Collection of Stephen B. Luce and Alfred T. Mahan letters
Scope and Contents
This collection is comprised of 5 letters from Stephen B. Luce. These letters were written while Luce was a Lieutenant assigned as an instructor to the Naval Academy during the Civil War, then located in Newport. In the letters, Luce writes to then Captain A.A. Harwood addressing the training of Midshipmen, the need for training ships, as well as Civil War engagements.
The collection also includes a letter from Alfred T. Mahan, 1894, while he was located in Southampton, England aboard the USS Chicago, Mahan’s last sea-going command. In the letter, he sends his regrets that he is unable to attend the opening of a new post-graduate school of political science.
- Creation: 1862-1863, 1894
Conditions Governing Access
Access is open to all researchers, unless otherwise specified.
Conditions Governing Use
Material in this collection is in the public domain, unless otherwise noted.
Stephen B. Luce
Rear Admiral Stephen B. Luce (1827-1917) was the founder and first president of the U.S. Naval War College in Newport, RI. Luce entered the Navy in 1841 as a midshipman and attended the U.S. Naval Academy when it first opened in 1845. After his graduation in 1849, Luce spent a decade on sea duty before returning to the Naval Academy in 1860 as an instructor in seamanship and gunnery. While in this position, he began advocating for postgraduate training for naval officers. This was accomplished with the establishment of the U.S. Naval War College in Newport, R.I. in 1884. Luce was named its first president and remained in this post until his retirement from the Navy in 1889. Following his retirement, Luce continued as a faculty member at the NWC until 1910 and helped establish the US. Naval Institute and its publication, Proceedings. Luce died in 1917 and is buried in Portsmouth, RI.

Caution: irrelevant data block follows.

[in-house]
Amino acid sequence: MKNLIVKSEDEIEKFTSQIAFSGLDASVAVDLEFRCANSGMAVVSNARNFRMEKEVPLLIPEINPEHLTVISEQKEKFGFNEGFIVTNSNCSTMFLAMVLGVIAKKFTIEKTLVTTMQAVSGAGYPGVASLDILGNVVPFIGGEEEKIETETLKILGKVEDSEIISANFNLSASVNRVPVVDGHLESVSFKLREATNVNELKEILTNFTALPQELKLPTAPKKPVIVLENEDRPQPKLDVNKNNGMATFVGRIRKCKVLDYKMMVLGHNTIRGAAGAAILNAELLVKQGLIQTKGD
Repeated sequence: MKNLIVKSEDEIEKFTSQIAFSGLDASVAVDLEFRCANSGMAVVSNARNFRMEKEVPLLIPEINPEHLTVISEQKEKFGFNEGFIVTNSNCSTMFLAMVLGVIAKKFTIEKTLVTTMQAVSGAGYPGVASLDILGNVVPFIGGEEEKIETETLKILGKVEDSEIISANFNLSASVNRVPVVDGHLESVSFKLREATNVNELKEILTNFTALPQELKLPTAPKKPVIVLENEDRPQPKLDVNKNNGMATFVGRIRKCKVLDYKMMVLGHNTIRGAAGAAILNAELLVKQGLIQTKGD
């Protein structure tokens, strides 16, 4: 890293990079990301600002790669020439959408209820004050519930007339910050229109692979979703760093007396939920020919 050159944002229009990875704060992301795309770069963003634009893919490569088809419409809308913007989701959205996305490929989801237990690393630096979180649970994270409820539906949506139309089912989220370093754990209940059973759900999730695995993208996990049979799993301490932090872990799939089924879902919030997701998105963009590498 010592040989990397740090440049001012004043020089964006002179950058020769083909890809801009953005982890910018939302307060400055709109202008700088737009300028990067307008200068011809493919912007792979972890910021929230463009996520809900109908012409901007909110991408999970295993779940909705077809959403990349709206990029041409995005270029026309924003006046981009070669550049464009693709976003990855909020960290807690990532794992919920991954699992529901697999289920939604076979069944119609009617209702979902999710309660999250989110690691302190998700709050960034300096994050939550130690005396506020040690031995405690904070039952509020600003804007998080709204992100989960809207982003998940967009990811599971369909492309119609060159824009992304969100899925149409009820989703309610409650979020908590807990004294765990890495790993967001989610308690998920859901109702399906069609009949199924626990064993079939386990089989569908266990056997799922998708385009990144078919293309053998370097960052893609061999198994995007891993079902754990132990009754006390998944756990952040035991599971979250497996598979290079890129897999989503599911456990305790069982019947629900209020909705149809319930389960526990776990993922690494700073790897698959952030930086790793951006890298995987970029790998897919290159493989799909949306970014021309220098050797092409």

Alfred T. Mahan
Alfred Thayer Mahan was born at West Point, New York, the son of Professor Denis Hart Mahan, who taught at the United States Military Academy. The atmosphere of his family home undoubtedly played a role in his future work, and helped to mold his later interests. Although his father hoped that Alfred would pursue a civilian career, the boy joined the Navy after only a year at Columbia University.
As a line officer in the U.S. Navy, Mahan had a rather uneventful career, but saw active service in the Civil War and went on to command three ships. In 1885, Rear Admiral Stephen B. Luce selected him as an instructor in naval history and tactics at the Naval War College. Having served nearly 25 years in the Navy at this point, Mahan found a new direction and new purpose in his life at the age of 45. Building on the vision that Luce had laid out for him, Mahan went on to a remarkable career as a naval historian and propagandist, writing more than 20 books, 160 journal articles and 100 newspaper articles. His work was translated into a variety of languages, including Russian, Japanese, Korean, Chinese, French, Spanish, Italian, Swedish and Dutch. Throughout the world his work had immense influence in the development of navies and in laying the ground work for the development of naval theory and strategy. His works continue to be read and republished today. His first sea power book, The Influence of Sea Power on History, 1660-1783, has appeared in at least 50 editions and has been translated into 6 languages.
0.02 Linear Feet (1 folder)
Language of Materials
This collection includes five letters from Stephen B. Luce, founder of the U.S. Naval War College, and one letter from Alfred T. Mahan, esteemed naval officer and historian.
This colleciton is arranged in chronological order.
These letters were held in a private collection belonging to Vice Admiral George W. Emery, USN (ret.) prior to being purchased by Dr. John B. Hattendorf in 2021. Dr. Hattendorf donated these letters to the Naval War College Foundation in September 2021.
Immediate Source of Acquisition
Gift of the Naval War College Foundation, 2022 Aug.
The following volume was separated from the collection to be included with the NWC Archives Rare Books:
Douglas, Howard. On Naval Warfare with Steam by Howard Douglas, John Murray, London, 1858.
This book is signed and dated by Admiral Luce and includes his pencil markings throughout.
This collection was processed according to current archival standards by Elizabeth Delmage in 2022.
- Collection of Stephen B. Luce and Alfred T. Mahan letters, 1862-1863, 1894
- Dacs Finding Aid
- Elizabeth Delmage
- Description rules
- Describing Archives: A Content Standard
- Language of description
- Script of description